Cannes hátíðinni er lokið og uppgjör helstu fagmiðla liggja fyrir. Hollywood Reporter segir mynd Benedikts Erlingssonar, Kona fer í stríð, vera meðal áhugaverðustu mynda hátíðarinnar og bæði Variety og Indiewire setja Arctic á lista sína yfir helstu myndirnar á Cannes þetta árið.
Í umsögn Hollywood Reporter segir meðal annars:
Icelandic auteur Benedikt Erlingsson’s second feature (following Of Horses and Men) is a very skillfully crafted and surreally told story of an ecological “terrorist” who sabotages her country’s power grid in order to preserve its breathtaking landscapes. With emotional depth, exquisite visuals and sharp, timely political undertones, the movie starts off on rather playful footing but gradually builds into something more thrilling, and moving, as our heroine goes on the run. — J.M.
Variety hefur þetta að segja um Arctic í umsögn sinni um helstu myndir hátíðarinnar:
A quiet and captivating slow-build adventure film, starring Mads Mikkelsen as a researcher-explorer who has crash-landed in the frozen wilderness. It’s the first feature directed by Joe Penna, the Brazilian video auteur who became a sensation on YouTube, so you might expect it to be made with a touch of 21st-century flash. On the contrary, Penna tells this solo-survival story with an austerity that makes it feel, at times, like you’re seeing an ice-cap remake of “A Man Escaped.” There are no cut corners, no overly obvious only-in-the-movies gambits. This stranded man has little to rely on beyond his will, so we feel at every step that he could be us. The film is built around the gruff mystique of Mikkelsen, whose acting, like the filmmaking, never betrays a hint of showiness. His height and stalwart presence fill the frame, but his face looks inward and outward at the same time; it’s tense, focused, ravaged. The movie, in its rough-hewn, trudging-through-the-tundra, one-step-at-a-time way, is the anti-“Cast Away,” and that’s what’s good and, finally, moving about it. — OG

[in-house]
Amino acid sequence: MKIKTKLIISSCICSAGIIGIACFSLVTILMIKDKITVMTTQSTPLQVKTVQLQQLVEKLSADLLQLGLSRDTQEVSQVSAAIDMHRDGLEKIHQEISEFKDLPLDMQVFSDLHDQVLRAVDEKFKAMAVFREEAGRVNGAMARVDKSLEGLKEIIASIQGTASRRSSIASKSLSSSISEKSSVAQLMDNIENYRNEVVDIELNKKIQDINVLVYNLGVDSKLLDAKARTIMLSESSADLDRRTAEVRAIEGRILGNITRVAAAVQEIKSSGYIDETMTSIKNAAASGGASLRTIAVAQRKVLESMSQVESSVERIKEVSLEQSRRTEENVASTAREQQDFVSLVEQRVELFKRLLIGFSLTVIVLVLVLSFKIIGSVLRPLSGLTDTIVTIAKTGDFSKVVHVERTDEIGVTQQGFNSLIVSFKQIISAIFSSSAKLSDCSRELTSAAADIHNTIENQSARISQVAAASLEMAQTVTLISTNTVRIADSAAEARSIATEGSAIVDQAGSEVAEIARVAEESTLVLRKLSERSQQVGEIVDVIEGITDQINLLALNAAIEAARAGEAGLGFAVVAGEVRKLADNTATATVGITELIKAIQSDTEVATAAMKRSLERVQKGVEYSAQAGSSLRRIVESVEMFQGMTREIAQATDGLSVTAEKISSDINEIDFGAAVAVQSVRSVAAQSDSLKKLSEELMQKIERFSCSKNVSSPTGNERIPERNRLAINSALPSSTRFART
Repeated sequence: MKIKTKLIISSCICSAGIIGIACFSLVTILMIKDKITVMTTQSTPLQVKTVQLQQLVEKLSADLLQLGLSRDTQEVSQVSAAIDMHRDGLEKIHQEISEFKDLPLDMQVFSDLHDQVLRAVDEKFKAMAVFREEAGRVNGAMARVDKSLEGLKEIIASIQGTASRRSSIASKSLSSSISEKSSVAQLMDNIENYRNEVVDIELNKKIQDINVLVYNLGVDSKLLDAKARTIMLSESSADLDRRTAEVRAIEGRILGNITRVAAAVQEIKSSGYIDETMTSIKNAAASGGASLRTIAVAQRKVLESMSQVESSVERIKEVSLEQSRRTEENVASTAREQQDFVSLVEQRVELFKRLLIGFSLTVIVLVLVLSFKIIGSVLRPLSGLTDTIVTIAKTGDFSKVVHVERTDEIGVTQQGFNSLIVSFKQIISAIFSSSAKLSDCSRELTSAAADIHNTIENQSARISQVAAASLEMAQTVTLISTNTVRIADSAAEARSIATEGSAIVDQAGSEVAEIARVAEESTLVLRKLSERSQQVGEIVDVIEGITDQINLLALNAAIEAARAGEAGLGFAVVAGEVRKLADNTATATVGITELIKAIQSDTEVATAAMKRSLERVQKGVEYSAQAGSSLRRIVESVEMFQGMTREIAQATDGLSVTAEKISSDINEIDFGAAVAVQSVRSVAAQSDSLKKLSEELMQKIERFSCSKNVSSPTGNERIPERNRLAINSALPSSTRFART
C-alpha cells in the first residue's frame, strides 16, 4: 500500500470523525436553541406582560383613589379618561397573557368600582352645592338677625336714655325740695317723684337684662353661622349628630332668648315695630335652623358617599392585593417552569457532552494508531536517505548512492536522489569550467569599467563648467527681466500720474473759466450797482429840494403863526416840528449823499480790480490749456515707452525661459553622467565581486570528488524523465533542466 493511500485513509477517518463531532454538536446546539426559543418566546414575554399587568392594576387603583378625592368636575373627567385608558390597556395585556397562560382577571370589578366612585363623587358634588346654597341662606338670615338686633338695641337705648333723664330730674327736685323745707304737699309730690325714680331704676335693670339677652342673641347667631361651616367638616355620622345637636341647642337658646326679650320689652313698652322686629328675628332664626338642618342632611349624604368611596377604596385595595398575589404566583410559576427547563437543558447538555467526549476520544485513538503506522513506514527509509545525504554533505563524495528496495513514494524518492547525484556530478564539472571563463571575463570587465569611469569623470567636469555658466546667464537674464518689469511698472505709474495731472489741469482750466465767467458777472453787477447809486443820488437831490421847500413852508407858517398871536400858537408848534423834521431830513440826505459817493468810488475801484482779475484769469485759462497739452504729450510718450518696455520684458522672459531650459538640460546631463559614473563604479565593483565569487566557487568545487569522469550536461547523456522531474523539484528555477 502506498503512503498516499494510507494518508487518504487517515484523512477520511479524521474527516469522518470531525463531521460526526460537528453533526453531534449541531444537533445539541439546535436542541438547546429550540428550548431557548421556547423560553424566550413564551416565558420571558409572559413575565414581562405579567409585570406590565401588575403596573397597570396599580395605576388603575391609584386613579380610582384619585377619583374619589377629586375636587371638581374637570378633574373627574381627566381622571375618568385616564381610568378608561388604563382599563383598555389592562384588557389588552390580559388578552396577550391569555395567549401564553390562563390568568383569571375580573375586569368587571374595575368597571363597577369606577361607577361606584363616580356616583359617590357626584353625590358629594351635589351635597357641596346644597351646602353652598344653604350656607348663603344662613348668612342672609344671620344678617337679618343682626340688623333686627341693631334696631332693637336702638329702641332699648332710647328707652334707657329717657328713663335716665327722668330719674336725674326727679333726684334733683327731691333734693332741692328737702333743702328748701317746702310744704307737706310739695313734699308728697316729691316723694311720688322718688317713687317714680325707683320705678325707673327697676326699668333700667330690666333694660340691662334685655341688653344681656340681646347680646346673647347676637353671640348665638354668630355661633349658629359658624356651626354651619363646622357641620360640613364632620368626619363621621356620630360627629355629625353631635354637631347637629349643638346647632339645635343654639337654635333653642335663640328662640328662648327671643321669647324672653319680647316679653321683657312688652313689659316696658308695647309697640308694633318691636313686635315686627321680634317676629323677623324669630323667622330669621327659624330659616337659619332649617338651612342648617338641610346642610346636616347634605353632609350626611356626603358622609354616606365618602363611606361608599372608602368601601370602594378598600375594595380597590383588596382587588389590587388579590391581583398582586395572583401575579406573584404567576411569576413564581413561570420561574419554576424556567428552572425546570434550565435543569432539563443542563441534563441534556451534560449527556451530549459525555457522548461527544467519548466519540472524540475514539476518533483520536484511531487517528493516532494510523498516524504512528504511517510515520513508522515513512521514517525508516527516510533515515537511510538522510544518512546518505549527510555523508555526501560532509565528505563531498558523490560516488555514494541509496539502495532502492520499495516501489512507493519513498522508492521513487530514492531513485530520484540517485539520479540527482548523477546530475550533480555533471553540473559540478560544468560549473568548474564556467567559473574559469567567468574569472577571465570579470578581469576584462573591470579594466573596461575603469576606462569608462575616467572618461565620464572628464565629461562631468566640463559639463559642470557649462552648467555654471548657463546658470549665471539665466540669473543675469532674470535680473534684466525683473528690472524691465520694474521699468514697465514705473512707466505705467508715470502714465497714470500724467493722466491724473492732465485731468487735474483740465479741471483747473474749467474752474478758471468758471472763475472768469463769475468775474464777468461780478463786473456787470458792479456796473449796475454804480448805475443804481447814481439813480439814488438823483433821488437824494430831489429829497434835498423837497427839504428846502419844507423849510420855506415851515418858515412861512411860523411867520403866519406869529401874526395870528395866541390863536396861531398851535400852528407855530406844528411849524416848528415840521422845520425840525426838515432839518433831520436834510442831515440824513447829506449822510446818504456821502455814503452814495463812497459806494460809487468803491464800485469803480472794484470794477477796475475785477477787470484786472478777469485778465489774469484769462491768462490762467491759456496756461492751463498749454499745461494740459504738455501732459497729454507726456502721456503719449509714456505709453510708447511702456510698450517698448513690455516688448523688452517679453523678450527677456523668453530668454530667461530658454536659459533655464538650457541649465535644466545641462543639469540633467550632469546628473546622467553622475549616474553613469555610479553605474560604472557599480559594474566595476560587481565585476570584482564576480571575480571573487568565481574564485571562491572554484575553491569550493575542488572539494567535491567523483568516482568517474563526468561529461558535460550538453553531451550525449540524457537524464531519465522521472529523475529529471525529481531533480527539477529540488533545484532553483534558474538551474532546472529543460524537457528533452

Og Indiewire segir þetta um sömu mynd:
This may be a low bar to clear, but Joe Penna’s directorial feature debut is one of the best movies ever made about a man stranded in the wilderness. Mads Mikkelsen, throwing himself into an Iceland shoot that could probably have made for a compelling survival story unto itself, gives a career-best performance as a downed pilot named Overgård. We join his nearly wordless ordeal at some point after his plane has crashed into a deep white valley in the middle of nowhere. At first, it seems like a familiar setup, but the cast soon doubles in size when Overgård is forced to care for the helicopter pilot who crashes while trying to rescue him. Maybe there are some places where people just aren’t supposed to fly.
“Arctic” is such an involving experience because Penna finds ways to infuse real drama into potentially mundane details; we always know where the characters are and what’s at stake with each step, so that watching Mikkelsen turn a sled into a makeshift shelter achieves the excitement of a major setpiece. It’s broad stuff, and well-trod terrain for a movie that takes place in uncharted territory, but it cuts straight to the difference between endurance and survival. Movies like this are typically only exciting because the hero might die. “Arctic” is so compelling because Overgård might not. —DE